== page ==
Whether traveling first class or on a budget, you’ll want to have these things with you.
Whether traveling first class or on a budget, you’ll want to have these things with you. (Photo: Kristian Karlsson)
Gear Guy

What Is the Best Kit for Domestic Travel?

You don’t have to cross an ocean for travel to become a major hassle. Like an overseas journey, flying domestic is easier if you have the right stuff.

Whether traveling first class or on a budget, you’ll want to have these things with you.

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This month, I’ve either worked or played in eight different cities and three different times zones. That adds up to a lot of travel. Which is why I’ve carefully curated a personal travel kit that includes the perfect pieces for an on-the-go lifestyle. In addition to these eight items, my biggest piece of advice is to pack everything in a single bag. Whether you’re flying first class or using Craigslist rideshares to get across the country, having a single bag makes you way more versatile.

Topo Designs Mountain Pack  

(Topo Designs)

Yes, $189 seems like a hefty price tag for a daypack, but the Mountain Pack’s 500-denier exterior, waterproof zippers, and heavy-duty strap loops give this 21.5-liter bag the durability to last decades of travel. The down-the-front zippers kept all my gear easily accessible even with the top cinched down, but I most appreciated how the lid can expand to create a few more liters of storage when I return home with more goods than I left with.

Super.Natural Men’s Base Boxer 175


These boxers ($40) are made from a stretchy blend of merino wool, polyester, and elastane, meaning they’re extra comfortable for all-day sitting if your domestic travel looks more like work and less like adventure. Even though they’re only 48 percent odor-fighting merino, I have worn them for a full week on a single wash—an essential component to keep in mind when you have limited space and have to limit how much underwear you pack.  

Kitsbow Power Wool Base Layer 


I’ve tested a variety of Polartec’s Power Wool—a bicomponent wool and synthetic blend—and give the material high marks in moisture wicking as well as supple next-to-skin feel. The athletic fit of this base layer ($115) works well under a ski jacket during a morning skin, and the Henley collar gives it just enough style to wear to dinner.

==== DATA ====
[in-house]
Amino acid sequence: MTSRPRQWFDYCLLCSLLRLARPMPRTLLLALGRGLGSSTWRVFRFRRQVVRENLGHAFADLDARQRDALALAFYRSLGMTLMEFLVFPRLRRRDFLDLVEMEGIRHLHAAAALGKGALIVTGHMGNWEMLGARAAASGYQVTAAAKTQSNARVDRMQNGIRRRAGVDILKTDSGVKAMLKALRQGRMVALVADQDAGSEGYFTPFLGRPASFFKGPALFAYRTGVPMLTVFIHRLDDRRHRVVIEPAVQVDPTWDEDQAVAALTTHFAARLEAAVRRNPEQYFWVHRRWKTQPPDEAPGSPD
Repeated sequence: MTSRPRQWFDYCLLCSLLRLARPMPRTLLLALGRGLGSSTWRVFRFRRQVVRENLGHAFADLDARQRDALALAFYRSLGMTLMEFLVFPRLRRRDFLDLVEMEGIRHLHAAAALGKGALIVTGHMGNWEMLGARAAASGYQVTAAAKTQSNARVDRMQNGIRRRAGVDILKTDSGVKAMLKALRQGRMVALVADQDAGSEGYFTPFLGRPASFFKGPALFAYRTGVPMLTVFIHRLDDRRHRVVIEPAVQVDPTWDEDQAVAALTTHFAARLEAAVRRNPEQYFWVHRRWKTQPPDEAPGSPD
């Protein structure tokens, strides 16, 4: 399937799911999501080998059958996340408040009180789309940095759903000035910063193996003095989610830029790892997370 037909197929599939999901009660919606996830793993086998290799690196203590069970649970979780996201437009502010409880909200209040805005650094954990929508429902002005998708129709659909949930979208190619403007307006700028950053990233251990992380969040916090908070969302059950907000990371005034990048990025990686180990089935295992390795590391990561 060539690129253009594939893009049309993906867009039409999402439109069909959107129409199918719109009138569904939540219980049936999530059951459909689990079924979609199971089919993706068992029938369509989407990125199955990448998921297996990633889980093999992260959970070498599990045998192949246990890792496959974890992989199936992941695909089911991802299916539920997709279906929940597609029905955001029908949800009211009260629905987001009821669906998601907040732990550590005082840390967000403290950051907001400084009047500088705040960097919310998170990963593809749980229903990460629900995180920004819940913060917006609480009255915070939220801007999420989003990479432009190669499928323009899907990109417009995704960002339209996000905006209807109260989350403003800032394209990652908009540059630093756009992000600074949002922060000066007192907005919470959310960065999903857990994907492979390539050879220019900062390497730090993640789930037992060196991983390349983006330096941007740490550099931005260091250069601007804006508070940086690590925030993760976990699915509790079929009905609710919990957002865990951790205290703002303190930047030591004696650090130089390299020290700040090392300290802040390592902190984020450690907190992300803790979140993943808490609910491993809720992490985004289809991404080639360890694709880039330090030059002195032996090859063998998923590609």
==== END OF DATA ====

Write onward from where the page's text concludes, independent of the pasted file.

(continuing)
Arc’Teryx Index Dopp Kit


My Index Dopp Kit ($29) has remained locked and loaded with all of my toiletries for more than a year now, and I think it may be my favorite piece of travel gear. Here’s why: It’s the perfect size to fit everything from a razor to a stick of deodorant, there’s a mesh compartment for my toothbrush so nothing else gets covered in toothpaste residue, and it has a clear plastic front so I don’t have to take liquids out while passing through airport security. I treat it like a first-aid kit and replenish it after each adventure. Knowing I can grab it on a moment’s notice seriously cuts back on travel-prep stress. 

Lululemon ABC Pant 


It’s simple: The four-way stretch on these pants ($128) makes them plenty comfortable for summit bids and airplane seats, but their slim fit and muted tones make them a respectable work pant as well. 

Salewa Mountain Trainer L Shoes 


The Mountain Trainer L ($199) has become my go-to walking shoe. I have yet to get a blister while wearing them, and the predominantly leather and muted black rubber upper make them look relatively dressy under slacks. Plus, the super-grippy Vibram soles saved my ass while scrambling on snowy granite when a storm chased me out of the Sierra a few weeks ago.

Ursa Major Essential Face Wipes

(Ursa Major)

I take pride in how well I can clean up in a rest-stop bathroom. I’ve gone for weeks without a proper shower and still maintained a pretty high level of personal hygiene. While hand soap, deodorant, and a toothbrush can do wonders for stink mitigation, I never feel fully clean unless my face is. Ursa Major’s Essential Face Wipes (20-pack for $24) are compact, and the natural ingredients make my face feel refreshed and totally clean in a single use. 

Yurbuds Inspire 400


While I prefer cordless Bluetooth earphones when exercising at home, I tend to forget to charge them on the road, which just means one more thing to worry about. While the Inspire 400 ($50) may not be cordless, the silicon buds did sit snugly in my ears while running and never felt uncomfortable, even when I wore them for an entire ten-hour road trip when my stereo system bugged out.

Lead Photo: Kristian Karlsson

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